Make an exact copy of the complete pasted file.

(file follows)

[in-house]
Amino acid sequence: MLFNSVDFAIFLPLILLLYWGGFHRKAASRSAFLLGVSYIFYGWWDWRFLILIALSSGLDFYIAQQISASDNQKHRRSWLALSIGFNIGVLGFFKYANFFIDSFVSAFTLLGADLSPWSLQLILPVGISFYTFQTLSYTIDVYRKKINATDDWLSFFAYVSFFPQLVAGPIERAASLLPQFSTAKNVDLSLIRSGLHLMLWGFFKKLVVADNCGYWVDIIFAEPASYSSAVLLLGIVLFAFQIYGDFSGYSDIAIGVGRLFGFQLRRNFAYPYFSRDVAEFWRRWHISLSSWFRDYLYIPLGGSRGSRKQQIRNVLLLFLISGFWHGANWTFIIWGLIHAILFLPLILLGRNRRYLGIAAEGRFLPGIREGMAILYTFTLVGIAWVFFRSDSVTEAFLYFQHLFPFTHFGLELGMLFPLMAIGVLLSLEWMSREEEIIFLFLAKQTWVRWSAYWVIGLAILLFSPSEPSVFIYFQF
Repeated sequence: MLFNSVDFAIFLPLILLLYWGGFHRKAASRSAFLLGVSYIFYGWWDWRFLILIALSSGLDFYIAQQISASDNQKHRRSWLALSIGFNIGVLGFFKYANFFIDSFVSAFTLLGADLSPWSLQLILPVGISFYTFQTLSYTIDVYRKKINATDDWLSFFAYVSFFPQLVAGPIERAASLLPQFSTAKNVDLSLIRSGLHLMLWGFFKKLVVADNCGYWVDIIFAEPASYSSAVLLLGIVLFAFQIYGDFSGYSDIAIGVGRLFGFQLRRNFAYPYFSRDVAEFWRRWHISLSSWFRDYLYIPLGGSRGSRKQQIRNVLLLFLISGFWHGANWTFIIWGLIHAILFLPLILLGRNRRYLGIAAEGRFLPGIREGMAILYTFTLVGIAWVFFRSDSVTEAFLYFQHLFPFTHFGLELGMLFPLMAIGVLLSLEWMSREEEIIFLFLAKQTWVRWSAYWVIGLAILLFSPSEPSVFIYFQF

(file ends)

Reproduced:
[in-house]
Amino acid sequence: MLFNSVDFAIFLPLILLLYWGGFHRKAASRSAFLLGVSYIFYGWWDWRFLILIALSSGLDFYIAQQISASDNQKHRRSWLALSIGFNIGVLGFFKYANFFIDSFVSAFTLLGADLSPWSLQLILPVGISFYTFQTLSYTIDVYRKKINATDDWLSFFAYVSFFPQLVAGPIERAASLLPQFSTAKNVDLSLIRSGLHLMLWGFFKKLVVADNCGYWVDIIFAEPASYSSAVLLLGIVLFAFQIYGDFSGYSDIAIGVGRLFGFQLRRNFAYPYFSRDVAEFWRRWHISLSSWFRDYLYIPLGGSRGSRKQQIRNVLLLFLISGFWHGANWTFIIWGLIHAILFLPLILLGRNRRYLGIAAEGRFLPGIREGMAILYTFTLVGIAWVFFRSDSVTEAFLYFQHLFPFTHFGLELGMLFPLMAIGVLLSLEWMSREEEIIFLFLAKQTWVRWSAYWVIGLAILLFSPSEPSVFIYFQF
Repeated sequence: MLFNSVDFAIFLPLILLLYWGGFHRKAASRSAFLLGVSYIFYGWWDWRFLILIALSSGLDFYIAQQISASDNQKHRRSWLALSIGFNIGVLGFFKYANFFIDSFVSAFTLLGADLSPWSLQLILPVGISFYTFQTLSYTIDVYRKKINATDDWLSFFAYVSFFPQLVAGPIERAASLLPQFSTAKNVDLSLIRSGLHLMLWGFFKKLVVADNCGYWVDIIFAEPASYSSAVLLLGIVLFAFQIYGDFSGYSDIAIGVGRLFGFQLRRNFAYPYFSRDVAEFWRRWHISLSSWFRDYLYIPLGGSRGSRKQQIRNVLLLFLISGFWHGANWTFIIWGLIHAILFLPLILLGRNRRYLGIAAEGRFLPGIREGMAILYTFTLVGIAWVFFRSDSVTEAFLYFQHLFPFTHFGLELGMLFPLMAIGVLLSLEWMSREEEIIFLFLAKQTWVRWSAYWVIGLAILLFSPSEPSVFIYFQF